But Madigan has found a way to hang on to Alex even in death and her purpose is chilling. This dark and supernatural thriller will keep you awake at night but that won’t stop you from reading it. A real page-turner.


19 August 2010

Tilly’s Treasure

by Sue Walker, illustrated by Chantal Stewart

Puffin (a subsidiary of Penguin) (Aussie Nibbles). Junior, Young Reader, Australian. Paperback, rrp $12.95

Guest Reviewer Jo Burnell

How can Tilly ever compete in a world that thrives on the latest sensation? Her classmates are forever bringing new gadgets to school. The constant focus is on what is fancier and better.

What do you do when these things are out of your reach? Is there any chance of being accepted? Is that the only way to make friends? Tilly tries to keep up with the other girls, but her things are never quite good enough. Her hula hoop is mended with sticky tape and her skipping rope is stained with oil.

What does it take to belong? Creativity is far more interesting and fun than bling could ever be. It just takes some people a while to realise. Tilly’s Treasure has a lasting message that will echo in the heart long after the book is closed. Such depth of storyline is rare in an early reader. Sue Walker has truly created a timeless treasure.


The Reading Stack has reviewed two of Chantal Stewart's illustrated books I Spy Mum and I Spy Dad.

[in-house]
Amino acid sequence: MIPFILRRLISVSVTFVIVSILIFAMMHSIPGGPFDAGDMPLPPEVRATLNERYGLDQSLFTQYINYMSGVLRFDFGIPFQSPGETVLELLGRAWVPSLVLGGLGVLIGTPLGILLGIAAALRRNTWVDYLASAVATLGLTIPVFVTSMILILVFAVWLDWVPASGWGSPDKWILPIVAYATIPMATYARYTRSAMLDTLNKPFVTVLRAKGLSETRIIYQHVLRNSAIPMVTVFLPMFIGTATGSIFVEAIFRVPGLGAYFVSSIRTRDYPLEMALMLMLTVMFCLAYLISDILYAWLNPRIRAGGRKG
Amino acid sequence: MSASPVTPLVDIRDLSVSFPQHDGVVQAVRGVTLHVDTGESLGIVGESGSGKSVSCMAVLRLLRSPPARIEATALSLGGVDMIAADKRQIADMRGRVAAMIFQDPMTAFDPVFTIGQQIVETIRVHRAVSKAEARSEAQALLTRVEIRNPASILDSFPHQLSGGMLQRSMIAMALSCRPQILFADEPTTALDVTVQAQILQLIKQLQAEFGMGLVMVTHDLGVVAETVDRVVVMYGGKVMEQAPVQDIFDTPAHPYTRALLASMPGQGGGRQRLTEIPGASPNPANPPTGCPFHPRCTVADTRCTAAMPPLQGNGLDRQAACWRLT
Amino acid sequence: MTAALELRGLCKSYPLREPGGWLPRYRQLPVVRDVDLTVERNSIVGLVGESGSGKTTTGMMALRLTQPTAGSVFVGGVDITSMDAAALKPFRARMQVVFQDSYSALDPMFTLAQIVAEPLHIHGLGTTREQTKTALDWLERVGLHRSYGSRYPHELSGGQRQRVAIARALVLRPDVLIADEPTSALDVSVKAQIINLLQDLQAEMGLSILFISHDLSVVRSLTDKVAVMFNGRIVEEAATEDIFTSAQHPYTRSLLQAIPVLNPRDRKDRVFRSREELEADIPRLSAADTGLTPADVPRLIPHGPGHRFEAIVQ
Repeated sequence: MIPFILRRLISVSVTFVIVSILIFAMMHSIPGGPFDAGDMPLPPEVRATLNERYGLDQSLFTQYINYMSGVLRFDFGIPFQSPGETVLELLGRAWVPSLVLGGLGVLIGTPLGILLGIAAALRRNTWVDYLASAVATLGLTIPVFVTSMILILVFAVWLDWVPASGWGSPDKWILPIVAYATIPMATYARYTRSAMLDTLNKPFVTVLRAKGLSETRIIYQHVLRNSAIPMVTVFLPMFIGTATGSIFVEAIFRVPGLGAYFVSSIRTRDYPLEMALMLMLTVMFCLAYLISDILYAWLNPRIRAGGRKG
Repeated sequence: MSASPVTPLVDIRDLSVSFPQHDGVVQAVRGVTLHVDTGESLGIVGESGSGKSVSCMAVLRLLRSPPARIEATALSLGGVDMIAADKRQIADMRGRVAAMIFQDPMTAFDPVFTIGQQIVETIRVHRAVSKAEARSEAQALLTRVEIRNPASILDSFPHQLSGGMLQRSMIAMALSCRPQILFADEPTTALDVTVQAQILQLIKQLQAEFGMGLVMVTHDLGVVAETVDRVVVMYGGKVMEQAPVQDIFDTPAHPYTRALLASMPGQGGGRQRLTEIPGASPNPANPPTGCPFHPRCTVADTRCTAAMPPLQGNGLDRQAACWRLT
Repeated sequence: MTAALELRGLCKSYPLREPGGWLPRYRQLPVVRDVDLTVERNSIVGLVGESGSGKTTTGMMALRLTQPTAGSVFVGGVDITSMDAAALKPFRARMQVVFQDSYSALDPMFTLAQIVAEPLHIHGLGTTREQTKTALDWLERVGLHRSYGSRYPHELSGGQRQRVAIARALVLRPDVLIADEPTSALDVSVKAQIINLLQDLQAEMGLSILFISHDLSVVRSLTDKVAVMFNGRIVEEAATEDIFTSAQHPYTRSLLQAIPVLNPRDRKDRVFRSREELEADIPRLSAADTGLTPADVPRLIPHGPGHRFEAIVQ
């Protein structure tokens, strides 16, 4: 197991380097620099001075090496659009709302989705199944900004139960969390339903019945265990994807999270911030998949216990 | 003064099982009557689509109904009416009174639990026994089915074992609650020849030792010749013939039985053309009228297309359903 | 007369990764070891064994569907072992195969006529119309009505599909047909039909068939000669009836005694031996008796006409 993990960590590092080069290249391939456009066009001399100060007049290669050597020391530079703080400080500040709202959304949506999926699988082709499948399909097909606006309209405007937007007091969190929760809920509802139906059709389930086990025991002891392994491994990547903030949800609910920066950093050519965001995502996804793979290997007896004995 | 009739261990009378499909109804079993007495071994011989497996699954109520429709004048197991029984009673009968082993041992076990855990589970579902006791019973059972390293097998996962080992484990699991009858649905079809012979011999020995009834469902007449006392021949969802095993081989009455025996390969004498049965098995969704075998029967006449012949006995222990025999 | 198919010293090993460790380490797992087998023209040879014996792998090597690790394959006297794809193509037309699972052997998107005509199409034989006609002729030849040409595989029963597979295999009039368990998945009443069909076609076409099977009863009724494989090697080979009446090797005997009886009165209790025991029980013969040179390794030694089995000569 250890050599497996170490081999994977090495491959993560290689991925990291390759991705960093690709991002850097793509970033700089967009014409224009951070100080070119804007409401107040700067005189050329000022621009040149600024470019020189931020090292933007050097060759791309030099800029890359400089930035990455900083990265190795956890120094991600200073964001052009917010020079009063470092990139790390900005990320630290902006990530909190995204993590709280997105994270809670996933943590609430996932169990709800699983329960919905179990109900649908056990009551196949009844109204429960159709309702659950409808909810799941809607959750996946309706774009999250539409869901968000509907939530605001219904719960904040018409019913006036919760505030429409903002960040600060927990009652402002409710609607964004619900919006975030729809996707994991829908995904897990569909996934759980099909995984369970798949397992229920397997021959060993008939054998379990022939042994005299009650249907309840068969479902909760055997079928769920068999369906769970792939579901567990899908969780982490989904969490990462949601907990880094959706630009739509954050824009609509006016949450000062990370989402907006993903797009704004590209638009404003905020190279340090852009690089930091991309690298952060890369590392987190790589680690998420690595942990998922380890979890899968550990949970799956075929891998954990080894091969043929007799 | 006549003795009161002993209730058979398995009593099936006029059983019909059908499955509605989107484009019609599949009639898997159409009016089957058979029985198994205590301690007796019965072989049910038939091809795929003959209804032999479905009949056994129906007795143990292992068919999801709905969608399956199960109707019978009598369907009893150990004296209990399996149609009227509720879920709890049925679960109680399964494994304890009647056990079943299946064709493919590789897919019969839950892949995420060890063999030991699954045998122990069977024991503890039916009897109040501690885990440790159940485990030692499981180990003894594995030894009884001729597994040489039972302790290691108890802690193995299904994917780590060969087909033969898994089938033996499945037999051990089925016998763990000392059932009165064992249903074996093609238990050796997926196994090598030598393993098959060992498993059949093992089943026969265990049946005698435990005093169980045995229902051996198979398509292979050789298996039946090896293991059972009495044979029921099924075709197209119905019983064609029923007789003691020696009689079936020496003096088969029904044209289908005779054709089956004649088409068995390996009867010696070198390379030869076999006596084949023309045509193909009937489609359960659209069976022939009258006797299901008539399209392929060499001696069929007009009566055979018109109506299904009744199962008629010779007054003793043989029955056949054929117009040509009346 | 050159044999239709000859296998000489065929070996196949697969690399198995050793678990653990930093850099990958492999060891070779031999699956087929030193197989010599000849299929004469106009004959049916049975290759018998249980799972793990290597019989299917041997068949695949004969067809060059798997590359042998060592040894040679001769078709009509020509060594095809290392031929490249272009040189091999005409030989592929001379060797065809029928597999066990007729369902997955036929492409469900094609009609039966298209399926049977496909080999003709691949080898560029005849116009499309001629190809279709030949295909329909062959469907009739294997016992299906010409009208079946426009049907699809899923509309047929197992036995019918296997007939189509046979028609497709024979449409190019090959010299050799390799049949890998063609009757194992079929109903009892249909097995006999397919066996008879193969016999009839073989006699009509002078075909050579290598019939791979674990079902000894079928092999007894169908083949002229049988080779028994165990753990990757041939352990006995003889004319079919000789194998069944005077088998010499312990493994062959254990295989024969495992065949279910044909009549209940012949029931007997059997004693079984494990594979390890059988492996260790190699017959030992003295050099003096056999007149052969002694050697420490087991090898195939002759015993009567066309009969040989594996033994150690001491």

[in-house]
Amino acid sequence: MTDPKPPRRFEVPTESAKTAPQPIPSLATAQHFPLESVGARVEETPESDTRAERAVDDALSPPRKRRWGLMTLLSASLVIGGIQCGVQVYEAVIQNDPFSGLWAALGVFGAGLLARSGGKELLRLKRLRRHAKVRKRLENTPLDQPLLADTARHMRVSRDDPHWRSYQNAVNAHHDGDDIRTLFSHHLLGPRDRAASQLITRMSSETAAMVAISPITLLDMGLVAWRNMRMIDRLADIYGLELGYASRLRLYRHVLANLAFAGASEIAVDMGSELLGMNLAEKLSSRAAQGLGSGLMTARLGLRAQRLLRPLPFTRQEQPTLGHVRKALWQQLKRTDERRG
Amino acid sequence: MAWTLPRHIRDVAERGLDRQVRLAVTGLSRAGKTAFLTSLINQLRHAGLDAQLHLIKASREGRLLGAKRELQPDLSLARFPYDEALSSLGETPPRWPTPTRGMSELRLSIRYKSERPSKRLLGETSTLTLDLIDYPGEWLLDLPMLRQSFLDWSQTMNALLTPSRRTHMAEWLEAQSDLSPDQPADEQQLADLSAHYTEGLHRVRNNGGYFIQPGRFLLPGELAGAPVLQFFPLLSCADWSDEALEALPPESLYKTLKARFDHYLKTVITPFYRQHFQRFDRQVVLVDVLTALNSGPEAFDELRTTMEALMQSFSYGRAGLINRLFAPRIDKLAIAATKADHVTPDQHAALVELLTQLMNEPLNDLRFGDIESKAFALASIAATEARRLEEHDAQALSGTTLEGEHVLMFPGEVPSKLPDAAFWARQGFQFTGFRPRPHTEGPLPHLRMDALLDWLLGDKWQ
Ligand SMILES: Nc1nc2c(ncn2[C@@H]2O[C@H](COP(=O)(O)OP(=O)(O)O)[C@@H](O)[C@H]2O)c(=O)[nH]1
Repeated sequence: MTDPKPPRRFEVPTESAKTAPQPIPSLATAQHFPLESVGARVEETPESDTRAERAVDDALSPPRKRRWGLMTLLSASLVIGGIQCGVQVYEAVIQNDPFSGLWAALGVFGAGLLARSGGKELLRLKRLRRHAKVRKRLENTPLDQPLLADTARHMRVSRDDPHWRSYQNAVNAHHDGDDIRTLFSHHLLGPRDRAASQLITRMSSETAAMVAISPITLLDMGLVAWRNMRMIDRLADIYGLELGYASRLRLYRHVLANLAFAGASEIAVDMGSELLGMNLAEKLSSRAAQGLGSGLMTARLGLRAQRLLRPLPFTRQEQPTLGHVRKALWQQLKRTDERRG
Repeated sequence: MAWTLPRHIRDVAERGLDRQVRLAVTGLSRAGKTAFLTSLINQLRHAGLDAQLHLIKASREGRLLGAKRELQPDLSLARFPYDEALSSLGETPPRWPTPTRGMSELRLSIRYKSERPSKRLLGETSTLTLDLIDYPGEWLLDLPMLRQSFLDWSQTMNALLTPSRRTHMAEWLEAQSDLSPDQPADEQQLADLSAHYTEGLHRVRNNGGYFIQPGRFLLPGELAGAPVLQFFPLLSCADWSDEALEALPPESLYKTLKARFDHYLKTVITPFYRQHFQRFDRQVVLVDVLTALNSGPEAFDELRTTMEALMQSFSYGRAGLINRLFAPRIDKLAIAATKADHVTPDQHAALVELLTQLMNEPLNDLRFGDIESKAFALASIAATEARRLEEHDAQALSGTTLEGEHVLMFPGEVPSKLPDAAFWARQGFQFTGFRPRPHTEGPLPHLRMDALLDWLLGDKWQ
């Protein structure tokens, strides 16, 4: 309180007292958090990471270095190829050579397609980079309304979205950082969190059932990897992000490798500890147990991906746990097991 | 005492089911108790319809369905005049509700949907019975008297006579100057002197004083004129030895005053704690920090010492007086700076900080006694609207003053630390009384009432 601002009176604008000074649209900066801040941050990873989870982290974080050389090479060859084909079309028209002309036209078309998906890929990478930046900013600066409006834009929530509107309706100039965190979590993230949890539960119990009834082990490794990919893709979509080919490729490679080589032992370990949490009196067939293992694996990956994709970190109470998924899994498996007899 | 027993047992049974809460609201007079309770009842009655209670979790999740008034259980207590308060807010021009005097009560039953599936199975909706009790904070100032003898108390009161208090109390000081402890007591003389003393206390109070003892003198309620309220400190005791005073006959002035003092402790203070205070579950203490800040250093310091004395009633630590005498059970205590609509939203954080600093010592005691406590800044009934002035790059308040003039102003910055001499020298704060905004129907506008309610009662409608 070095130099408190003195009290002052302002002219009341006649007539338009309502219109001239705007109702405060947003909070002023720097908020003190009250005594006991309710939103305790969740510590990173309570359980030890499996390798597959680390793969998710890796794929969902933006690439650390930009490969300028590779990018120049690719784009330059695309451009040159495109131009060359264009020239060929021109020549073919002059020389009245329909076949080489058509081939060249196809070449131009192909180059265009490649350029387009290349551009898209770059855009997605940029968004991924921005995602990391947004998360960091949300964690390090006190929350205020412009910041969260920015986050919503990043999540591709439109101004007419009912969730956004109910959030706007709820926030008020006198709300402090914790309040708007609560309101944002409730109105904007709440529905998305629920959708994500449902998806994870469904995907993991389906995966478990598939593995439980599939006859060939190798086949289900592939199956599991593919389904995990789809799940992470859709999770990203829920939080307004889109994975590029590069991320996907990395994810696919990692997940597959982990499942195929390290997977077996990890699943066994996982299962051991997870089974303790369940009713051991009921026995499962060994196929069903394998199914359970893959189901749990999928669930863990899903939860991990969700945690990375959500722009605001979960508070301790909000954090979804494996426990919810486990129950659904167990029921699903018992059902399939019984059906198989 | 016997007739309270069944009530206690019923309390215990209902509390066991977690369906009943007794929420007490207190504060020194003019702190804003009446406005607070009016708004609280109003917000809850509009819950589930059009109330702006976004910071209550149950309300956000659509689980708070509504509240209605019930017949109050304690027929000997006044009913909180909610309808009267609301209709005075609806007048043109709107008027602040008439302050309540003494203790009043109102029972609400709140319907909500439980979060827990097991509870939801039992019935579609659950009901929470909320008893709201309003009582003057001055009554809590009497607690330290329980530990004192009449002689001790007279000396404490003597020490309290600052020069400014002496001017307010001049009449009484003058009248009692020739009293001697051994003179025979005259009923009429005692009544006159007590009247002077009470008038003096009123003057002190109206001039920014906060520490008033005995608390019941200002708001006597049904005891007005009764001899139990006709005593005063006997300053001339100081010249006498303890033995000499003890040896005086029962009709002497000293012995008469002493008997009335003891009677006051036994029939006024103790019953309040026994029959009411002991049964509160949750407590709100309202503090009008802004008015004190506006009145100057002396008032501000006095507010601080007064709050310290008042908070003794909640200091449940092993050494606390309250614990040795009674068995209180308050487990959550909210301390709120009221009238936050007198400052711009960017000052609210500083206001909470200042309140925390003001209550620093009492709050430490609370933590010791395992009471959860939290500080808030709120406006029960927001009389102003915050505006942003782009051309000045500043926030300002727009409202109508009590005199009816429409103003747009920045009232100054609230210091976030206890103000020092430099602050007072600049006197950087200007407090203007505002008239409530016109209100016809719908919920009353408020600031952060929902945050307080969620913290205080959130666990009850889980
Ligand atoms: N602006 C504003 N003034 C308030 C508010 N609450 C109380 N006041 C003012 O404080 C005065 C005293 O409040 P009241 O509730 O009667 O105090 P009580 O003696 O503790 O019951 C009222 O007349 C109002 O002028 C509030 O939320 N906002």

18 August 2010


by Jan Ramage, illustrated by Mark Wilson

black dog books. Australian, Picture Book. Hardback rrp $24.99

If you are looking for a picture book for young children that offers a positive message about the environment without pushing the point - I’ve found it. Stranded is based on a true story of a young boy who helped save the lives of many whales.

Ben lives near the ocean. He fishes and understands the creatures surrounding his town. When he notices his dog acting weirdly and hears strange sounds, he knows exactly what to do.

Over 100 whales are stranded on Ben’s beach. The locals and the authorities come to the rescue. Ben notices a baby whale and spends all day trying to prevent the whale from beaching itself. Over the next 24 hours, the townsfolk work together to help save the whales, including Ben’s small baby.

With eerily poetic illustrations, Mark Wilson has brought the ocean and the community together. The picture of Ben trying so hard to keep the baby whale afloat, whilst he thrashes the water across the page, was so realistic I was tempted to brush the pages to dry them.

Stranded is a book that children will love to read and look at time and time again.

The Reading Stack reviewed Mark Wilson’s My Mothers Eyes and Journey of the Sea Turtle in March and June 2009 respectively.


17 August 2010

Trouble at the Zoo

bindi Wildlife Adventures

by Bindi Irwin

Random House. Children’s Fiction, Australian. Paperback rrp $9.95

Bindi Irwin is a remarkable eleven-year-old who has seen a lot more than most of us ever will. She has had the unique opportunity to grow up amongst the greatest creatures of Australia and the world.